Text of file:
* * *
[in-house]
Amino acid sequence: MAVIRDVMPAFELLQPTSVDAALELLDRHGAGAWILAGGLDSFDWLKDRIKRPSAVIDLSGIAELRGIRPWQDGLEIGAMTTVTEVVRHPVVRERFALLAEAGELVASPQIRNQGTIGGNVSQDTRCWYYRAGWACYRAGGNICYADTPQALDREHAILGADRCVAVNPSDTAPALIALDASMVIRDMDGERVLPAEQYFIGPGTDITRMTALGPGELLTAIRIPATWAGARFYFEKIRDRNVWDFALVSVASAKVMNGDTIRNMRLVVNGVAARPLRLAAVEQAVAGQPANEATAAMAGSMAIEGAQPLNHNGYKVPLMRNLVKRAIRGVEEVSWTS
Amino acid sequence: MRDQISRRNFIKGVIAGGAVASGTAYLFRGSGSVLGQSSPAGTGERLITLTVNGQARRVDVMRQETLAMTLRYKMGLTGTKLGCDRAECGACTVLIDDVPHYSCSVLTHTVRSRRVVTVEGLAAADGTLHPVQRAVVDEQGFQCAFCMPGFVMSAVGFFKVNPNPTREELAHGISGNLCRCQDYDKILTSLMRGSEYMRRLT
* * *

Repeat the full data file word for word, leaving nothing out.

[in-house]
Amino acid sequence: MAVIRDVMPAFELLQPTSVDAALELLDRHGAGAWILAGGLDSFDWLKDRIKRPSAVIDLSGIAELRGIRPWQDGLEIGAMTTVTEVVRHPVVRERFALLAEAGELVASPQIRNQGTIGGNVSQDTRCWYYRAGWACYRAGGNICYADTPQALDREHAILGADRCVAVNPSDTAPALIALDASMVIRDMDGERVLPAEQYFIGPGTDITRMTALGPGELLTAIRIPATWAGARFYFEKIRDRNVWDFALVSVASAKVMNGDTIRNMRLVVNGVAARPLRLAAVEQAVAGQPANEATAAMAGSMAIEGAQPLNHNGYKVPLMRNLVKRAIRGVEEVSWTS
Amino acid sequence: MRDQISRRNFIKGVIAGGAVASGTAYLFRGSGSVLGQSSPAGTGERLITLTVNGQARRVDVMRQETLAMTLRYKMGLTGTKLGCDRAECGACTVLIDDVPHYSCSVLTHTVRSRRVVTVEGLAAADGTLHPVQRAVVDEQGFQCAFCMPGFVMSAVGFFKVNPNPTREELAHGISGNLCRCQDYDKILTSLMRGSEYMRRLT